How to End Male Bacne

Think acne just happens on your face? Think again! Men are especially prone to bacne (acne on the back) because their bodies produce higher amounts of sebum, although there are other contributing factors. The good news is that you don't have to live with bacne! Over-the-counter and prescription remedies are available to help keep this condition under control.


The Dreaded Bacne

Bacne (acne on the back) is, unfortunately, quite common. While it might not be as obvious as acne on the face, it can be just as distressing. What can a man do about bacne, other than hide it under a t-shirt at all times? Plenty! Keep reading for a few approaches that can help end (or at least reduce) bacne.

Let's Get Technical

In order to tackle bacne in an effective manner, it's important to first have an understanding of the science behind the common skin condition. You probably already know that acne (including bacne) is a problem of clogged pores. But did you ever wonder why acne occurs most often on the face, chest, and back and not on other areas of the body? Acne is actually a problem of the "pilosebaceous unit," which is medical jargon for a sebaceous gland connected to a hair follicle. Acne is more likely to occur on the face, chest, and back because these areas have the highest numbers of pilosebaceous units compared to other parts of the body.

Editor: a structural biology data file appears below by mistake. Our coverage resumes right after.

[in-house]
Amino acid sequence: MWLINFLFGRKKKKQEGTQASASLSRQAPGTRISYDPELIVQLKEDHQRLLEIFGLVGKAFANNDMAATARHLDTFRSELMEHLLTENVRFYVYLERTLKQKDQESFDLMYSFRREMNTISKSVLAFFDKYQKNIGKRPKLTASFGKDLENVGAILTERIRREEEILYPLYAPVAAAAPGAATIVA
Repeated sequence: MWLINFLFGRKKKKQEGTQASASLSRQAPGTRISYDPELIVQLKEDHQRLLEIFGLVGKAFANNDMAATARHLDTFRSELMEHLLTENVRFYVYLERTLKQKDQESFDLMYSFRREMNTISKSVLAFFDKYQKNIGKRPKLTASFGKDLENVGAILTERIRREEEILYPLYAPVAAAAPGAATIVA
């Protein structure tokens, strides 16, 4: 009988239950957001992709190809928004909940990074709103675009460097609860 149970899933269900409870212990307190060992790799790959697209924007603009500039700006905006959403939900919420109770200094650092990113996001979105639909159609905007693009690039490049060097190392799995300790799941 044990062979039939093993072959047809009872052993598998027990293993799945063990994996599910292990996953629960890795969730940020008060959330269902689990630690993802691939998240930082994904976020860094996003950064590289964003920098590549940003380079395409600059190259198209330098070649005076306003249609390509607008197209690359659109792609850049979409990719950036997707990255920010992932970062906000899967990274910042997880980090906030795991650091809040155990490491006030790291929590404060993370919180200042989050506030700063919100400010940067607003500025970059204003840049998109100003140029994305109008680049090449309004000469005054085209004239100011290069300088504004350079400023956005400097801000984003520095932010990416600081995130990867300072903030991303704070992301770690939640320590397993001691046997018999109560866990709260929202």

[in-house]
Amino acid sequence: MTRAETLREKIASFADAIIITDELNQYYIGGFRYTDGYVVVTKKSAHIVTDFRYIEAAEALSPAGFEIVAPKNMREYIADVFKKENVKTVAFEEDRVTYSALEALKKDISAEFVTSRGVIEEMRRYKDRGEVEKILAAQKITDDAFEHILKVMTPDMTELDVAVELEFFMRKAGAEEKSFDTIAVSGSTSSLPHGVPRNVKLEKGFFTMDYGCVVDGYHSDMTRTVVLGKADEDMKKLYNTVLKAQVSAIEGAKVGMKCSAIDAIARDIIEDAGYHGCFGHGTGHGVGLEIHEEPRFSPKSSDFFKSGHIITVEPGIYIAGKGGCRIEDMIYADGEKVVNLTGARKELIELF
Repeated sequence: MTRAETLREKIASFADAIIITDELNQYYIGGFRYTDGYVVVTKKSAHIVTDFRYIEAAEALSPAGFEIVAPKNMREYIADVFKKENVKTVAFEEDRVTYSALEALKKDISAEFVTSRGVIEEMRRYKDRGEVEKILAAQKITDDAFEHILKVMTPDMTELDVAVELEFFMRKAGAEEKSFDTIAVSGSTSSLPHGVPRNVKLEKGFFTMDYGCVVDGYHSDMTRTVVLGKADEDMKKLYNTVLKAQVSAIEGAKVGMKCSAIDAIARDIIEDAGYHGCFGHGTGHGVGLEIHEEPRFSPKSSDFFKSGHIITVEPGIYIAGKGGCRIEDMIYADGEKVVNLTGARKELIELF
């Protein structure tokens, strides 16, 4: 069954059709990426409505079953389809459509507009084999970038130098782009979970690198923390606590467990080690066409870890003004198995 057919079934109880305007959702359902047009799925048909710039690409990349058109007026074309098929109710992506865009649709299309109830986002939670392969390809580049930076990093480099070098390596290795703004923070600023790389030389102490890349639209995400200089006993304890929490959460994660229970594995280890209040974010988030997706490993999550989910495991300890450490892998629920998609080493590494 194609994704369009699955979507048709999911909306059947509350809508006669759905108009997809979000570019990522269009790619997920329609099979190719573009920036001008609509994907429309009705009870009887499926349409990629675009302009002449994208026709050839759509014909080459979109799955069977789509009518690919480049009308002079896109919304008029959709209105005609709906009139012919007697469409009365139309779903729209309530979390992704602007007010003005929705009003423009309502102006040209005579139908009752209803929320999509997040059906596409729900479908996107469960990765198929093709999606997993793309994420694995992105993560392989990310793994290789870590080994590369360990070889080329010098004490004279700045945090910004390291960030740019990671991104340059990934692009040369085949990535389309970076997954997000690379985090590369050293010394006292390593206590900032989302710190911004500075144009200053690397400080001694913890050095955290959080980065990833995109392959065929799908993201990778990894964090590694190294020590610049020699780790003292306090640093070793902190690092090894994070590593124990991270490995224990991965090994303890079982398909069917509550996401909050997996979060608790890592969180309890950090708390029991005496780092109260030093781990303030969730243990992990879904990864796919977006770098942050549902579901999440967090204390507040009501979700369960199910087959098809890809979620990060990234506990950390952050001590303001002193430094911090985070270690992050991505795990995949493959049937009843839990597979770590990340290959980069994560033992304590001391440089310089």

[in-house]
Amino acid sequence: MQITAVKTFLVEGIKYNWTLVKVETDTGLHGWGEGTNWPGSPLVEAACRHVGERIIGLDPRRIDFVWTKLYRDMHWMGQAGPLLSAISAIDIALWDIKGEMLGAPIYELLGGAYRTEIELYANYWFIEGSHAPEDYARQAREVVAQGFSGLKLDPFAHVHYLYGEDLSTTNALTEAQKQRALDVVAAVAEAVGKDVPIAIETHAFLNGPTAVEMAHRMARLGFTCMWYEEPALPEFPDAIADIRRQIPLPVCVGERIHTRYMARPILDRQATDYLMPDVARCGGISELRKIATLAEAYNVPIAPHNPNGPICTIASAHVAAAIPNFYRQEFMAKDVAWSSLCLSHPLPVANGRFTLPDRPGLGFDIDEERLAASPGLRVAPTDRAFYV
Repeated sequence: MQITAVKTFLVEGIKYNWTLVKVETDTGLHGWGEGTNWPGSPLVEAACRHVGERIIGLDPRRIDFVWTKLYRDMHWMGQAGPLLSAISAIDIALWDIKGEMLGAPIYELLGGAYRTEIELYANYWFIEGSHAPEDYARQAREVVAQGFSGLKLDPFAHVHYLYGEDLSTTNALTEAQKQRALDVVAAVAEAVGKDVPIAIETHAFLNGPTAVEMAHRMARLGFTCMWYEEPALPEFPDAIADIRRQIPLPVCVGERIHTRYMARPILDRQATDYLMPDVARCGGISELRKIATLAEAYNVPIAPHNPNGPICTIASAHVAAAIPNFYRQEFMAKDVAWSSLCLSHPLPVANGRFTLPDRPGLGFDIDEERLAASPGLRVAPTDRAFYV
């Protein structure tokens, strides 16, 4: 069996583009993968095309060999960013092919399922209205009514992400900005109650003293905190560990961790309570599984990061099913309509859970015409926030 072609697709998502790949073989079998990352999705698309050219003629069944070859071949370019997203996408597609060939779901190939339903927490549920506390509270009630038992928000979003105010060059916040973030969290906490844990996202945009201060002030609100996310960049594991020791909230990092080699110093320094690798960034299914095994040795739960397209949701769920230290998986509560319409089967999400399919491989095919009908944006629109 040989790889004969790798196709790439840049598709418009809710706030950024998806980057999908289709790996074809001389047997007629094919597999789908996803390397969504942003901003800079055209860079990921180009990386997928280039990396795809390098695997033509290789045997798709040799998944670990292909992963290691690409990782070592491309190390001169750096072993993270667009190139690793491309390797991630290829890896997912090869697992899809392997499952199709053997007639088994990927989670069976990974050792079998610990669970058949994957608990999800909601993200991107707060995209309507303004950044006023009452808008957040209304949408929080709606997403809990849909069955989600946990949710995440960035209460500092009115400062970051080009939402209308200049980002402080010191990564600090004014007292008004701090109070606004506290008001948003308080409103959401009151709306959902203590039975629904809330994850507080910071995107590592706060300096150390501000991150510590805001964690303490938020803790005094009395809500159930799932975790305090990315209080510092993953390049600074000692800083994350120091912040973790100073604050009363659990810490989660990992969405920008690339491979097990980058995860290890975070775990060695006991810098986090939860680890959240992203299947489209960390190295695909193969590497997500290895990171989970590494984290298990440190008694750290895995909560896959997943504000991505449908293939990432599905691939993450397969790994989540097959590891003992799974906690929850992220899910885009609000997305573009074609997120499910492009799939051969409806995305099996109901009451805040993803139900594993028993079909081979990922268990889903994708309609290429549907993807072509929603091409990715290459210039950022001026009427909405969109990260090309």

Although sebaceous glands are part of the problem, it's important to remember that they do good things too. Sebaceous glands produce sebum that helps to moisturize the hair and skin. Things go wrong when the hair follicle becomes plugged by hair, sebum, or keratinocyte cells that line the follicle. When this happens, sebum and cells get trapped. This mixture of sebum and cells is a perfect recipe to allow a bacterium known as Propionibacterium acnes, which normally lives on the skin, to grow and multiply in the follicle. This process, along with white blood cells that come to fight off the bacteria, creates inflammation.
Male hormones stimulate sebaceous glands to produce more sebum, which is one of the reasons bacne is so common in men. Abnormal keratinocyte clumping and function are also contributing factors.
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